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Results of calculations of scale-dependent DoP are presented in Fig. 3. As we increase the size of the area over which the estimation is performed, the DoP value eventually reaches saturation. The error bars in Fig. 3 were calculated using one hundred starting points for each size of analysis area. Their values reflect the fact that even if each speckle is fully polarized, A(r) varies significantly when only examining a small number of speckles.

As evident from Fig. 3, there are two factors associated with the DoP scale dependence: the saturation level and the associated decay length. It is quite clear that the saturation levels can be quite different. For the samples illustrated here, the DoP saturation values are 0.97, 0.49, 0.32, and 0.32 +/− 0.02 for samples A, B, C, and D, respectively. Different saturation levels indicate different levels of global depolarization due to scattering: the higher the level of multiple scattering the lower the value of the corresponding degree of global polarization of the scattered field. However, the two membrane samples (C and D) show very similar DoP saturation values yet they have completely different material structures. In this case the DoP value is an insufficient to discriminate between different levels of multiple scattering.

The DoP decay length represents the spatial scale at which saturation is reached. Although the media examined here have different saturations, they all have similar decay lengths measuring about 15 intensity speckles. It appears that this decay length is an associated ensemble quantity that ignores any underlying material discrepancies.

To conclude, the DoP is a basic yet incomplete way to describe the polarization properties of REFs. As mentioned before, the DoP is evaluated based on 4th-order field correlations representative for the properties of a field at one spatial location. A(r) is also an ensemble quantity, averaged over many spatial locations, and therefore it loses any information about spatial distribution of polarization states, i.e. the shape of the distribution of states on the Poincare sphere. For instance, there are many different REFs that can be characterized by the same value of the global DoP [18]. In the following we will examine a more refined, two-point descriptor of the polarization properties of a random field.

4. Two point polarization correlations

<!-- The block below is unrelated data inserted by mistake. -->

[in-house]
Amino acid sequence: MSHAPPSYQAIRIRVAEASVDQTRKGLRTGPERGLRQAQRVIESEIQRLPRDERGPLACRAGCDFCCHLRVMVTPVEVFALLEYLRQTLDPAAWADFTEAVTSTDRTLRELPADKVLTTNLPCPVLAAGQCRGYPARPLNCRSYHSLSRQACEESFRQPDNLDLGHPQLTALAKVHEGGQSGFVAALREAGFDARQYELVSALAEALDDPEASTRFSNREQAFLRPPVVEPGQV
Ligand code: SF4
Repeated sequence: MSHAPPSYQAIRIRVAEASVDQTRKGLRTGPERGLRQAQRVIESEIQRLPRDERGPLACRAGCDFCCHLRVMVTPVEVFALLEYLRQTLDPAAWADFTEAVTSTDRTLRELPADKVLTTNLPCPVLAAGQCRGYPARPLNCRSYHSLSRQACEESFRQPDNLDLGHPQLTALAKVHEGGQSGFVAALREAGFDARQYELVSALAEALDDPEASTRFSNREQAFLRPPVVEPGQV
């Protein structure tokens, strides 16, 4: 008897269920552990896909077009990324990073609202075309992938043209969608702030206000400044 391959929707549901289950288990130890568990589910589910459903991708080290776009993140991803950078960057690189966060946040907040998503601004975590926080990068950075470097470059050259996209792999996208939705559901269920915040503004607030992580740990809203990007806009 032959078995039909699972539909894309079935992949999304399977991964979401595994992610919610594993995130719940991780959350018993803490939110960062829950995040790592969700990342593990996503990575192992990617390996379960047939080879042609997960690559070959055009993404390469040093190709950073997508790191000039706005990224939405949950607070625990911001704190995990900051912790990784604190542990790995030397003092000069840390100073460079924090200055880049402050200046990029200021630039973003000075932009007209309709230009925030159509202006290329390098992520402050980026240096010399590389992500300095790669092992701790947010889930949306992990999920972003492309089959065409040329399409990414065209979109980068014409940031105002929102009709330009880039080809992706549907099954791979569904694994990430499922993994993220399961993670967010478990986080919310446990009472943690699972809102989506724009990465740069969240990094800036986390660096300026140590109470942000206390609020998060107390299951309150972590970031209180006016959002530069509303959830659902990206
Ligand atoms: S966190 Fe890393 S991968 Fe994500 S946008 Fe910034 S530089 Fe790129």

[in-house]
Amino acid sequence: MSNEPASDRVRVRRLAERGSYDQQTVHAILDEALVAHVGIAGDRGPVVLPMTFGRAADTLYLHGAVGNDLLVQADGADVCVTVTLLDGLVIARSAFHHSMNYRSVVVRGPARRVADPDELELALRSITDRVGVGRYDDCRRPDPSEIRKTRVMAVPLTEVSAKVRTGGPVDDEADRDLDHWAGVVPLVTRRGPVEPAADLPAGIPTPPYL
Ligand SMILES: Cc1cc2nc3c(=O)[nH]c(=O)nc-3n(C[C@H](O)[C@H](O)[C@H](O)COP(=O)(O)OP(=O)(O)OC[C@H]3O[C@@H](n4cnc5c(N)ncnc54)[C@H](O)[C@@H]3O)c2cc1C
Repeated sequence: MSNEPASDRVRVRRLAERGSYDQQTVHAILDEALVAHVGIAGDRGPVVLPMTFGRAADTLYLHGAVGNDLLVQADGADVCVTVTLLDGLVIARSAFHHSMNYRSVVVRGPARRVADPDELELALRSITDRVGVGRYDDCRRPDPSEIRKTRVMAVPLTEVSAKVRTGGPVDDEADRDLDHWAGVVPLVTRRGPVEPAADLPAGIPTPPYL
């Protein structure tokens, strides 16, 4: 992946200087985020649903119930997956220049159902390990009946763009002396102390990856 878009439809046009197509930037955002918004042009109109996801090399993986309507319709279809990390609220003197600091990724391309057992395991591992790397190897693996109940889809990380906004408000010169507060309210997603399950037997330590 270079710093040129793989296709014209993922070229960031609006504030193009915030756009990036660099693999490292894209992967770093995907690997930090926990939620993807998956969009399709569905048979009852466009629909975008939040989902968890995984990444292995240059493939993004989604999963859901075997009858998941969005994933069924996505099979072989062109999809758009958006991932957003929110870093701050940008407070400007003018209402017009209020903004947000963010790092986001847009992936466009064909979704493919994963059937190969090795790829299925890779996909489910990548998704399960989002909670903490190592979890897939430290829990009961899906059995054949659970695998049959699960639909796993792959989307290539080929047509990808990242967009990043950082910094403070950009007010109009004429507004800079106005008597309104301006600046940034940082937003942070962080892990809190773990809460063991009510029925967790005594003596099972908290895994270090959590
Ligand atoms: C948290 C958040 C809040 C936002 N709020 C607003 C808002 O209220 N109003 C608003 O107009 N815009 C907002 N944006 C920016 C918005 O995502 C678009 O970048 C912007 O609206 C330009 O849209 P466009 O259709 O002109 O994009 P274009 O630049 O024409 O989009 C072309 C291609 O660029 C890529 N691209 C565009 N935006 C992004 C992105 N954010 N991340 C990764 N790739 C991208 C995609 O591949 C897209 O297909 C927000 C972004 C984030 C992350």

Another possibility to evaluate higher-order field correlations in REFs is to quantify the variability between the members of the ensemble of measurement points and a chosen reference. The measure for this is the complex degree of mutual polarization (CDMP) [19]. The magnitude of the CDMP measures the polarization similarity between two points, ri and a reference r 0, and under the assumption of a fully correlated and locally fully polarized field, it is defined as

V2(ri,r0)=(Ex*(ri)Ex(r0)+Ey*(ri)Ey(r0))2(Ex(ri)2+Ey(r0)2)(Ex(ri)2+Ey(r0)2).

As such, CDMP measures the distance between two points (states of polarization) on the Poincare sphere; orthogonal states, opposite to each other on the Poincare sphere, have an associated CDMP value of zero. The CDMP reflects the shape of the distribution of states on the Poincare sphere in contrast to the DoP, which is a measure of the location of the center of mass of the distribution. CDMP quantifies the spatial distribution of states by comparing the Stokes vectors in each point to a common reference. Recently, similar estimations of REF properties permitted to detect local non-stationarities such as the presence of a weak localization phenomenon [14].

It is important to note that CDMP is not an ensemble quantity and it can be calculated while maintaining spatial information. In Fig. 4 we show the spatial distribution of the REFs in Fig. 1, but this time encoded in the CDMP values calculated with respect to the constant state of polarization of the incident field.

As can be seen, the CDMP maps provide information about the similarity of polarization states in the REF. The rough metallic surface, sample (A) in Fig. 4, exhibits strong single scattering and as a result most of the scattered field is in the same state of polarization as the incident one; the CDMP is almost uniformly unity as a result of the strong spatial correlation of the polarization. As the level of multiple scattering increases, the spatial correlation of the CDMP maps reduces as seen for samples B, C, and D.